The 2018 Verizon IndyCar Series opener is still more than six weeks away (March 11, St. Petersburg, Florida).
But several rules and protocol changes that will impact much of the 17-race season were announced today by INDYCAR officials.
First is related to Indianapolis 500 qualifying on May 19-20, one week prior to the 102nd running of the Greatest Spectacle in Racing:
* Driver and entrant points will be awarded to the top nine qualifiers for the race. The pole winner earns nine points and the second-fastest qualifier eight points, with awarded points decreasing by one point for each position down to one point earned by the ninth-fastest qualifier.
* Race points for the Indianapolis 500 and the 2018 season-ending Grand Prix of Sonoma on Sept. 16, will still pay double the normal points for driver and entrant.
There are several other changes on tap for the season, as well.
Here’s a quick rundown of those changes (information courtesy of INDYCAR):
The qualifying order for all oval track events except the Indianapolis 500 will be determined by entrant points entering the event. The qualifying order will run in reverse order of entrant points, with the highest in entrant points qualifying last. A car without entrant points will be placed at the front of the qualifying line. If more than one car has no entrant points entering an event, a blind draw among those cars will determine their qualifying order at the front of the line. The qualifying order for the Indianapolis 500 will still be determined by a blind draw.
Times have been set for the series-wide open test at ISM Raceway (formerly Phoenix Raceway), scheduled for Feb. 9-10. The track will be open to all cars from 3-6 p.m. and 8-11 p.m. ET both days. INDYCAR has also added four hours of track time on Feb. 8 (3-7 p.m. ET) for rookie drivers to complete their oval test assessments.
The series-wide open test at Portland International Raceway will be held Aug. 30, a day prior to the beginning of the Grand Prix of Portland race weekend. Indy car racing returns to the Pacific Northwest for the first time in 11 years in 2018.
A schedule change for the month of May will see the INDYCAR garages closed on May 13 – the day after the INDYCAR Grand Prix on the Indianapolis Motor Speedway road course – to allow teams time off for Mother’s Day. The track will not be open to the public on this day. The garages will be open on May 14, but there will be no on-track activity.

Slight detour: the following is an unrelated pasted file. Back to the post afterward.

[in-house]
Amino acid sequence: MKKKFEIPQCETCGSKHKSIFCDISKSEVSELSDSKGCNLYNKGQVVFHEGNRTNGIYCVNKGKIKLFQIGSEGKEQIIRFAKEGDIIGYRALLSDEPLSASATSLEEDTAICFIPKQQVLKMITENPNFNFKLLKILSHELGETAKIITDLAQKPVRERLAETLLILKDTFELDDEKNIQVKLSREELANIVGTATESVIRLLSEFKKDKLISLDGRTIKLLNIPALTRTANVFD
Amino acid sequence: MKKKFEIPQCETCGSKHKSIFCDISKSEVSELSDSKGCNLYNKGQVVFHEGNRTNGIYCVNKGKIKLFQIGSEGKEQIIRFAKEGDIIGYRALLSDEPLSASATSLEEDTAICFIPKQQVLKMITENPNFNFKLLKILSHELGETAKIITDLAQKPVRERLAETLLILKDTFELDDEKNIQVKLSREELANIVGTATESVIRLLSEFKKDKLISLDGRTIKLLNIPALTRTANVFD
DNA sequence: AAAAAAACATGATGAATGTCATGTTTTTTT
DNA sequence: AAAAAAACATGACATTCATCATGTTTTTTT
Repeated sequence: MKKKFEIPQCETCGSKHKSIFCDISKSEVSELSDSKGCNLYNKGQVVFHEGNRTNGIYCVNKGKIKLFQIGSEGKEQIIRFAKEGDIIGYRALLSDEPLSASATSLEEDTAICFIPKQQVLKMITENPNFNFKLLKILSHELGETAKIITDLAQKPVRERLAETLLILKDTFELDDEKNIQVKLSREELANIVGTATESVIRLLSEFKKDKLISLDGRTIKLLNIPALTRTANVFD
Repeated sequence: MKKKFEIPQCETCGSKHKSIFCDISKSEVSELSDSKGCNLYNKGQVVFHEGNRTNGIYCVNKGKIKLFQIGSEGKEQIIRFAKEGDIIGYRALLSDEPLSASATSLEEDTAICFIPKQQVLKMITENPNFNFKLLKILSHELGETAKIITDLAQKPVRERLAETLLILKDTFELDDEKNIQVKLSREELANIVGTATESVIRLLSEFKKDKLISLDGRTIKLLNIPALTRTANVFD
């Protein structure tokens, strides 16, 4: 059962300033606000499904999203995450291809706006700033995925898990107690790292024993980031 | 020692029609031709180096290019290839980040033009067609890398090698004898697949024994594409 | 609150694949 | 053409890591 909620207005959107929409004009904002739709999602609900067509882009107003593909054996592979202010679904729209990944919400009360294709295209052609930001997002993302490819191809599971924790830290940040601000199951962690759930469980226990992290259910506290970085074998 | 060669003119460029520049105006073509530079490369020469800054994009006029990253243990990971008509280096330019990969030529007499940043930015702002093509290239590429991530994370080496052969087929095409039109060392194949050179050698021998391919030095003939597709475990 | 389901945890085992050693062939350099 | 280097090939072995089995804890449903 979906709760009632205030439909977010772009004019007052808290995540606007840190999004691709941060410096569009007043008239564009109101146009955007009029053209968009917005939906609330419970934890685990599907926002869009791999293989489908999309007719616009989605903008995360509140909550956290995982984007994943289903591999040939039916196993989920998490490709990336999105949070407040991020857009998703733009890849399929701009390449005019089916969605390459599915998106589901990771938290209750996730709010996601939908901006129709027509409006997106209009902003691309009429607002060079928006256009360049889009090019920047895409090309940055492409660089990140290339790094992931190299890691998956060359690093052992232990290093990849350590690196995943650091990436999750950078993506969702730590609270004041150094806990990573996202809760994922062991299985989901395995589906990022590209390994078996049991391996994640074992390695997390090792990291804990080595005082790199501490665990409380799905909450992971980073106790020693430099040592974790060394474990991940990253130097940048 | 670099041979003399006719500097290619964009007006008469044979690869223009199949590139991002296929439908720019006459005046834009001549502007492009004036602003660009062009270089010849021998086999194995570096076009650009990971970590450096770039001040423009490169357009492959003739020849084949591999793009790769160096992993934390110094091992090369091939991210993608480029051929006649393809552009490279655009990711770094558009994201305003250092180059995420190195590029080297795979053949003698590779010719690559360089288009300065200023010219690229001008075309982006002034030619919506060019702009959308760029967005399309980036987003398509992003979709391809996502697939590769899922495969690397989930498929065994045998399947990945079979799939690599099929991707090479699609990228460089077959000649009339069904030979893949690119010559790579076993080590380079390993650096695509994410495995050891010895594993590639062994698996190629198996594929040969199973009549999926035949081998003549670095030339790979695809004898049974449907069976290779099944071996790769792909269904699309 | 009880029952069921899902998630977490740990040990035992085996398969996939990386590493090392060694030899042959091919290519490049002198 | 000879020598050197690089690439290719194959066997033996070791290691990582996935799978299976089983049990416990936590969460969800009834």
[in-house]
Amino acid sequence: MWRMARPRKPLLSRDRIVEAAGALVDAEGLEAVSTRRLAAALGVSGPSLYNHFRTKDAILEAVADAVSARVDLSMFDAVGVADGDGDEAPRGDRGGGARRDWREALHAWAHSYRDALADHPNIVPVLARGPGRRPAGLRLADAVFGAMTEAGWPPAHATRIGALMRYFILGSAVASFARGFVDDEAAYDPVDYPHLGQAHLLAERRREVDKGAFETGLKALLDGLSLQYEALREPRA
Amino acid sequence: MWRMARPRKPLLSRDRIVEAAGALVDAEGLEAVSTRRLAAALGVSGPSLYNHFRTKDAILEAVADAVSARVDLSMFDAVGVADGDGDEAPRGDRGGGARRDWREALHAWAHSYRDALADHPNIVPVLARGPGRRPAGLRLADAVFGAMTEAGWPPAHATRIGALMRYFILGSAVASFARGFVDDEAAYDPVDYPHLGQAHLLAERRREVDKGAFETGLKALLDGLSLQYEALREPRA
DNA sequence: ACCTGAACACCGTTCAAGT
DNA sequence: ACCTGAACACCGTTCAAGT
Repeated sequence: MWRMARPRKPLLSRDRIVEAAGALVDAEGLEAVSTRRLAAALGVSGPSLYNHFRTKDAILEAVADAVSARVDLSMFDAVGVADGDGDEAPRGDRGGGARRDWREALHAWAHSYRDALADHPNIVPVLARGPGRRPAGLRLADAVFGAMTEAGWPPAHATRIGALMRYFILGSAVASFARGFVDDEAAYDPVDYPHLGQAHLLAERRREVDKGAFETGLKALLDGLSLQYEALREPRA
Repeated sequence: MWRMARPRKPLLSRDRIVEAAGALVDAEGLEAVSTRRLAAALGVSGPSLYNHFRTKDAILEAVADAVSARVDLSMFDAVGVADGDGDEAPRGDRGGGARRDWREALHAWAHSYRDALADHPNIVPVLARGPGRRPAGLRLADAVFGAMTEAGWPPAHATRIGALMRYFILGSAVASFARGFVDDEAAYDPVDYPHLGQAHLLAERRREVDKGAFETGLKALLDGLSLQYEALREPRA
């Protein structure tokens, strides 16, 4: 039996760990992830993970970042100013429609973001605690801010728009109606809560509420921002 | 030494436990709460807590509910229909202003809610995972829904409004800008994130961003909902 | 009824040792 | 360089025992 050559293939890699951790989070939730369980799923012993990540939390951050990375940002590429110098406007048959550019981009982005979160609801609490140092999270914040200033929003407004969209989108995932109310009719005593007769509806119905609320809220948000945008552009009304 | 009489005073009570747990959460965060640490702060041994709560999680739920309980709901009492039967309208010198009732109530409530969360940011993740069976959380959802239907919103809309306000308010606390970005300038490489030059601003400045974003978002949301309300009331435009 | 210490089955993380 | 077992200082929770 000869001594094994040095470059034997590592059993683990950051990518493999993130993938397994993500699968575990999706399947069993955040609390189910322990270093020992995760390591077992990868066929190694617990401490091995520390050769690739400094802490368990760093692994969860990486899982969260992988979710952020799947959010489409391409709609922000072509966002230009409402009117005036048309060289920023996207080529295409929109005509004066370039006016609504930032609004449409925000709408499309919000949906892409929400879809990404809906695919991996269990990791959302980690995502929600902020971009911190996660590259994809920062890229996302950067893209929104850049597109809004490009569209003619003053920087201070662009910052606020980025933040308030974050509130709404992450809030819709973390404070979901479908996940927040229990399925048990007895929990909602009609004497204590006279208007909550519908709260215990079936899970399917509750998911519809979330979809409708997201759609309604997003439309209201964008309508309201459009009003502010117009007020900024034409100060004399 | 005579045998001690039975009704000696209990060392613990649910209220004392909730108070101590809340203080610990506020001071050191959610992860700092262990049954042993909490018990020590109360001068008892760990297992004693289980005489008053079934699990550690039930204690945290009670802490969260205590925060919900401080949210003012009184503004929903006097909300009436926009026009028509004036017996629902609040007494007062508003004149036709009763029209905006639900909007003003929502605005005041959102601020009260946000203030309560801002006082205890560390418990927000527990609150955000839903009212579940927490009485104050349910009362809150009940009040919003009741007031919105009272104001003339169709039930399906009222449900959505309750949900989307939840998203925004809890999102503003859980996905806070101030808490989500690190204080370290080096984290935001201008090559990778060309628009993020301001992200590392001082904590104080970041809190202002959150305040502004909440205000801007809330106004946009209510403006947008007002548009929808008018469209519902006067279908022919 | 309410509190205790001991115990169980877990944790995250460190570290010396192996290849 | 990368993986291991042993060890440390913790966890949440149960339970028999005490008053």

Practice for the 2018 Indianapolis 500 begins Tuesday, May 15 on the IMS oval, with the first two hours open for rookie orientation and veteran refreshers, then to all cars. Practice continues May 16-18, ahead of qualifications weekend May 19-20.
INDYCAR is granting teams that did not participate in fall manufacturer testing with the universal aero kit an additional half day of private testing. The testing is limited to one car per team and must take place in conjunction with the team’s first on-track test of 2018. Each team is permitted five hours of track time and two sets of Firestone tires.
Working with Firestone, INDYCAR has increased the tire allotment at five events. The race weekends at ISM Raceway (Phoenix), the Raceway at Belle Isle Park in Detroit, Texas Motor Speedway, the streets of Toronto and Iowa Speedway will see teams receive an additional set of tires. In a related change, drivers outside the top 10 in the point standings will no longer have an extra set of tires available to them for the opening practice session of a race weekend.
The minimum car weight for 2018 has been increased by 10 pounds – to 1,620 pounds for road and street courses and short ovals, 1,590 pounds for superspeedways (both do not include fuel, drink bottle and its contents, driver and driver equivalency weight) – to accommodate for new parts and additional on-car cameras related to the universal aero kit all competitors will run in 2018.
MRTI: Toronto digest
Photo: Indianapolis Motor Speedway, LLC Photography
Last year’s visit to the streets of Toronto for the Mazda Road to Indy Presented by Cooper Tires proved to be a pivotal point in the championship chase that year.
Kyle Kaiser swept both races in the Indy Lights Presented by Cooper Tires, and doing so gave him firm control over the championship, and he all but clinched it ahead of the season finale at Watkins Glen – Kaiser needed to only start that event to wrap up the title.
And in the Cooper Tires USF2000 Championship Powered by Mazda, while Parker Thompson swept the weekend, Oliver Askew was caught up in a crash in Race 2. Combine that with a second place finish from 2017 title rival Rinus VeeKay – VeeKay also finished third in Race 1 – and it kept the championship within reach of VeeKay, who took it all the way to the finale at The Glen.